Scan quality of the SD OCT image on RTVue was based on the signal strength index (SSI). SSI is a proprietary measure of the average signal strength across the scan. The SSI can range from 0 (no signal) to 100 (very strong signal). The stronger the OCT signal, the higher the SSI. As per the manufacturers’ guidelines, all scans with an SSI score of <30 were excluded from the analysis. Eyes in which the segmentation algorithm failed were also excluded.
Optic Nerve Head Scan
The ONH protocol consists of 12 radial scans 3.4 mm in length and 6 concentric ring scans ranging from 2.5-4.0 mm in diameter, all centered on the optic disc. ONH protocol calculates various parameters that describe the ONH and also generates a polar RNFL thickness map, which is the RNFL thickness measured along a circle 3.45 mm in diameter centered on the optic disc.
Ganglion Cell Complex Scan
The GCC scan is designed to automatically measure the inner retinal thickness, which includes the nerve fiber layer, ganglion cell layer, and the inner plexiform layer, collectively called the GCC. The parameters generated by the GCC analysis are the average, superior, and inferior GCC thickness; average superior minus inferior GCC thickness; and superior minus inferior thickness standard deviation. In addition to the above parameters, the GCC protocol provides 3 other parameters called GLV (global loss volume), FLV (focal loss volume), and RMS (root mean square). These have been explained previously.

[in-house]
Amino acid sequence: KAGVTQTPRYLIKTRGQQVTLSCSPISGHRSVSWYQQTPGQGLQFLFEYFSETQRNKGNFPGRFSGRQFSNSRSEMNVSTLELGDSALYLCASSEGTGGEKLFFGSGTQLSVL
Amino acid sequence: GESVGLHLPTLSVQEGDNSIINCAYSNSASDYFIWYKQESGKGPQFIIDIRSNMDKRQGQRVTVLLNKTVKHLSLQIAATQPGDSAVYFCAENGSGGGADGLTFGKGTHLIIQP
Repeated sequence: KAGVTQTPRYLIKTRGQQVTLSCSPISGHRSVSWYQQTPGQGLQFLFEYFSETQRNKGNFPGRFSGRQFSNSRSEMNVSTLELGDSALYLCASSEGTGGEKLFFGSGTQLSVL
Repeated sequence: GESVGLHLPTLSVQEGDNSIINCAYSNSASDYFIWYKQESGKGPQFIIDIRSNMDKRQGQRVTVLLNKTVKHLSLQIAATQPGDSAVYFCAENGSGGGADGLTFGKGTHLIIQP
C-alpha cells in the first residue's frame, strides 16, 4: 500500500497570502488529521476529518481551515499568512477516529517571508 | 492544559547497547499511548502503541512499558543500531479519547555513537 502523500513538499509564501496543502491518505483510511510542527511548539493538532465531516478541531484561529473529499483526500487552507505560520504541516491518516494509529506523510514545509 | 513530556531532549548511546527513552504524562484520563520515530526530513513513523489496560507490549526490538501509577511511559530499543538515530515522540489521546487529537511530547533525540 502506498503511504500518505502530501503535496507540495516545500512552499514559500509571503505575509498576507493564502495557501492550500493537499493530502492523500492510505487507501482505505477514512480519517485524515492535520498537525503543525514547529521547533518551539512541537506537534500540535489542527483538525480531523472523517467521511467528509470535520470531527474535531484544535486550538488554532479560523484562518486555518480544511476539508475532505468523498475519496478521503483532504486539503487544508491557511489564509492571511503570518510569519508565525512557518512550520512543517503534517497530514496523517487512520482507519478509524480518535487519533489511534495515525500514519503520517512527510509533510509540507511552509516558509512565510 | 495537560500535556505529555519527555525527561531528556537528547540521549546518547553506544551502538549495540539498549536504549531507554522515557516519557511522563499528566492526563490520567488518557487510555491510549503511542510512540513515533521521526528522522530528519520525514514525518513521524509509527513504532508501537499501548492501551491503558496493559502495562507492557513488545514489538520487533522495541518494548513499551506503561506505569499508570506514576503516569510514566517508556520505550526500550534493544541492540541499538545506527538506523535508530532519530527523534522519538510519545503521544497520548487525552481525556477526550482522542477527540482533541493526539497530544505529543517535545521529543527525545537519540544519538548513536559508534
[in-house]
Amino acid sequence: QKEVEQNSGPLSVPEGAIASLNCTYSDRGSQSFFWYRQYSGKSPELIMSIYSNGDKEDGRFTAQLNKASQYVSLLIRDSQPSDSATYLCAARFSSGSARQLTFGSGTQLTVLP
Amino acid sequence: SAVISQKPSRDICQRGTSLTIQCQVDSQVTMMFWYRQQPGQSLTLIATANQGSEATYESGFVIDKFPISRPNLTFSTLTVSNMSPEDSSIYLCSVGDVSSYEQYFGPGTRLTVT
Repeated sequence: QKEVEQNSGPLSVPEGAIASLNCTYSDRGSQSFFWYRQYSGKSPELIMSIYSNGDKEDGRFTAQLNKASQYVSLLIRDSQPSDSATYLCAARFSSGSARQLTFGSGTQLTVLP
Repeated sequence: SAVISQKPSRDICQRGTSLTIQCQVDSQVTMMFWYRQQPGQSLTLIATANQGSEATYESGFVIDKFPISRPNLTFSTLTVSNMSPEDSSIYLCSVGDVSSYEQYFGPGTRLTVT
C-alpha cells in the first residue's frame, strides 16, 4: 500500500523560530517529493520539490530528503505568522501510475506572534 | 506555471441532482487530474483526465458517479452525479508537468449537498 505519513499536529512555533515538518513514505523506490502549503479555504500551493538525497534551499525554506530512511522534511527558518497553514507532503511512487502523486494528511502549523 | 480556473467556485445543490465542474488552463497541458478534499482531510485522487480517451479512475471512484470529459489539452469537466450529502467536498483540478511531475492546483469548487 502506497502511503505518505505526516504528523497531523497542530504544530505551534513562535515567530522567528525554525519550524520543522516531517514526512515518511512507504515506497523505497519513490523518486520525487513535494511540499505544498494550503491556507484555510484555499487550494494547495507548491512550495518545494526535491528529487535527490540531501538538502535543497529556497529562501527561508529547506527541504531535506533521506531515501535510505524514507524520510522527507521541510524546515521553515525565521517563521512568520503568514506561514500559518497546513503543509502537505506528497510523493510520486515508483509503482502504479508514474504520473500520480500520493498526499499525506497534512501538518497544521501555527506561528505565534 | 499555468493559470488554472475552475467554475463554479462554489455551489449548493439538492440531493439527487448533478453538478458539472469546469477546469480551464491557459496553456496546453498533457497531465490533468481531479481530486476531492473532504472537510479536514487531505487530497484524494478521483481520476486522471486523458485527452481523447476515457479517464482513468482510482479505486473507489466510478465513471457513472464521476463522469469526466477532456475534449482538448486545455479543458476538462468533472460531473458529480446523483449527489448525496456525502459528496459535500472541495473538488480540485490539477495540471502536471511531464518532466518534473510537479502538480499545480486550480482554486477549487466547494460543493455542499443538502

Descriptive statistics included mean deviation (MD) and standard deviation for normally distributed variables and median and interquartile range (IQR) for non-normally distributed variables.
Receiver operating characteristic (ROC) regression modeling technique was used to evaluate the influence of SSI on the diagnostic abilities of the ONH, RNFL, and GCC parameters in glaucoma. This modeling approach was initially described by Medeiros and associates for evaluation of the influence of covariates on the performance of diagnostic tests in glaucoma. This methodology allows the evaluation of the influence of covariates on the diagnostic performance of the test, so that ROC curves for specific values of the covariate of interest can be obtained. Also, it allows adjustment for the possible confounding effects of other covariates (disease severity and optic disc size in this case). Details of the modeling procedure have been described previously. The model was adjusted for the differences in optic disc size and SSI values between the control group and glaucoma group. Parameters were estimated using probit regression. To obtain confidence intervals (CI) for regression parameters, a bootstrap resampling procedure was used (n = 1000 resamples). As measurements from both eyes of the same subject are likely to be correlated, the standard statistical methods for parameter estimation lead to underestimation of standard errors. Therefore, the cluster of data for the study subject was considered as the unit of resampling when calculating standard errors. Statistical analyses were performed using commercial software (Stata ver. 11.2; StataCorp, College Station, Texas, USA).